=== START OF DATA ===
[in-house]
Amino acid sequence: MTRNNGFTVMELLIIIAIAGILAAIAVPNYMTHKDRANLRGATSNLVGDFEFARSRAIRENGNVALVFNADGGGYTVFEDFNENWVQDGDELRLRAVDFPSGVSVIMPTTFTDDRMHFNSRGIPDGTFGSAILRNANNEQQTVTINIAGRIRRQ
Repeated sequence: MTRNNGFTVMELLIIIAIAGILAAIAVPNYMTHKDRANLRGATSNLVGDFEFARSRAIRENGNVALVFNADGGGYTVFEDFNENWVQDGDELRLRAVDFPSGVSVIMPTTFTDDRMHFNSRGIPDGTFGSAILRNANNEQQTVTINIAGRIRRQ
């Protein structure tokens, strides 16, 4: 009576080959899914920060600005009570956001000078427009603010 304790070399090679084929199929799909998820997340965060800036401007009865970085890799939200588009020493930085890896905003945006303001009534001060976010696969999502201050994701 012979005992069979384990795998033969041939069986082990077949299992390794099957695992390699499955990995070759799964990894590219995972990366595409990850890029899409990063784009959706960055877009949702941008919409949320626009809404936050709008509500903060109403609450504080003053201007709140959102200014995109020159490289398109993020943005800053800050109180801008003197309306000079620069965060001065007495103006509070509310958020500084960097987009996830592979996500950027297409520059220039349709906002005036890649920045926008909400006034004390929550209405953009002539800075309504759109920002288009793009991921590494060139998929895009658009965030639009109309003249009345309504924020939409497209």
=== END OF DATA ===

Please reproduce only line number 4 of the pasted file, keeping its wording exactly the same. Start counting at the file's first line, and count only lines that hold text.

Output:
């Protein structure tokens, strides 16, 4: 009576080959899914920060600005009570956001000078427009603010 304790070399090679084929199929799909998820997340965060800036401007009865970085890799939200588009020493930085890896905003945006303001009534001060976010696969999502201050994701 012979005992069979384990795998033969041939069986082990077949299992390794099957695992390699499955990995070759799964990894590219995972990366595409990850890029899409990063784009959706960055877009949702941008919409949320626009809404936050709008509500903060109403609450504080003053201007709140959102200014995109020159490289398109993020943005800053800050109180801008003197309306000079620069965060001065007495103006509070509310958020500084960097987009996830592979996500950027297409520059220039349709906002005036890649920045926008909400006034004390929550209405953009002539800075309504759109920002288009793009991921590494060139998929895009658009965030639009109309003249009345309504924020939409497209």